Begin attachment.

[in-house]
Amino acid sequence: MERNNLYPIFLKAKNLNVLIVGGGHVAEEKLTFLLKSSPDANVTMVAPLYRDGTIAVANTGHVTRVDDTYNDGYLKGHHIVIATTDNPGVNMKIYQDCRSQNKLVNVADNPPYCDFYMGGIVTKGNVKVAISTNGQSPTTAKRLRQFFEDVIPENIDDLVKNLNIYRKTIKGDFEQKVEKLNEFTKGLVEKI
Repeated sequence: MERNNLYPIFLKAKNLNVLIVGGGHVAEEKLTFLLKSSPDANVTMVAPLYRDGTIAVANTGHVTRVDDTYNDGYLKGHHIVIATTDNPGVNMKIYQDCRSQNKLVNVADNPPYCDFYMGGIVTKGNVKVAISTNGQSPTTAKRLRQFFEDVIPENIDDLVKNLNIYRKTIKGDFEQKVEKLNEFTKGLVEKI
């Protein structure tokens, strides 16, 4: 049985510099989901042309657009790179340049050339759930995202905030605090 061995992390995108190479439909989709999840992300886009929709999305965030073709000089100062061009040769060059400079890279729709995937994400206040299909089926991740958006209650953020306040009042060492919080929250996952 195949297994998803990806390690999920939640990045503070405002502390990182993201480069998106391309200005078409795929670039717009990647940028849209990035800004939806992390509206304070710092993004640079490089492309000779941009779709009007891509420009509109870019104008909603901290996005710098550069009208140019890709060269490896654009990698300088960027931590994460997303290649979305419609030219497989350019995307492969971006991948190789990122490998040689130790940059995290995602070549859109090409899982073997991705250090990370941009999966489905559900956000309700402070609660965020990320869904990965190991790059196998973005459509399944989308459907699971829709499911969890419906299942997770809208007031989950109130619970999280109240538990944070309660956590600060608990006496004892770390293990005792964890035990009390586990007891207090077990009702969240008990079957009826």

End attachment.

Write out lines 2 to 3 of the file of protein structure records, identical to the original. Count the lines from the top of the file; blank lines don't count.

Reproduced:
Amino acid sequence: MERNNLYPIFLKAKNLNVLIVGGGHVAEEKLTFLLKSSPDANVTMVAPLYRDGTIAVANTGHVTRVDDTYNDGYLKGHHIVIATTDNPGVNMKIYQDCRSQNKLVNVADNPPYCDFYMGGIVTKGNVKVAISTNGQSPTTAKRLRQFFEDVIPENIDDLVKNLNIYRKTIKGDFEQKVEKLNEFTKGLVEKI
Repeated sequence: MERNNLYPIFLKAKNLNVLIVGGGHVAEEKLTFLLKSSPDANVTMVAPLYRDGTIAVANTGHVTRVDDTYNDGYLKGHHIVIATTDNPGVNMKIYQDCRSQNKLVNVADNPPYCDFYMGGIVTKGNVKVAISTNGQSPTTAKRLRQFFEDVIPENIDDLVKNLNIYRKTIKGDFEQKVEKLNEFTKGLVEKI